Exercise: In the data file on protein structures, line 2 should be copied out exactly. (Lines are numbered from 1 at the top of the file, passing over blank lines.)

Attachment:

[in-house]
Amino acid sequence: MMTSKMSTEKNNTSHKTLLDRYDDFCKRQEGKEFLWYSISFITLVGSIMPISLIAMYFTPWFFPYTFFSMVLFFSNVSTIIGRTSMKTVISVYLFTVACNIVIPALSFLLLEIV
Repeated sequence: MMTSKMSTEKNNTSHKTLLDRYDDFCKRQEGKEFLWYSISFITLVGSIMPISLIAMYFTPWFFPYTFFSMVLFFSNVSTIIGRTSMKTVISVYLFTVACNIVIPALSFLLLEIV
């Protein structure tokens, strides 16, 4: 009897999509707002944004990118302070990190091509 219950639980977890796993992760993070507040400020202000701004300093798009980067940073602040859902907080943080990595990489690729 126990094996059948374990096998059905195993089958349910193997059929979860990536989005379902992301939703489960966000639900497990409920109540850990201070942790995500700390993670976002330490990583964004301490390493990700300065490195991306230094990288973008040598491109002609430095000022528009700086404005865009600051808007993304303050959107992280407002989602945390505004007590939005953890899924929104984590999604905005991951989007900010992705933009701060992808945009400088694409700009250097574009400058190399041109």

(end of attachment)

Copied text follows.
Amino acid sequence: MMTSKMSTEKNNTSHKTLLDRYDDFCKRQEGKEFLWYSISFITLVGSIMPISLIAMYFTPWFFPYTFFSMVLFFSNVSTIIGRTSMKTVISVYLFTVACNIVIPALSFLLLEIV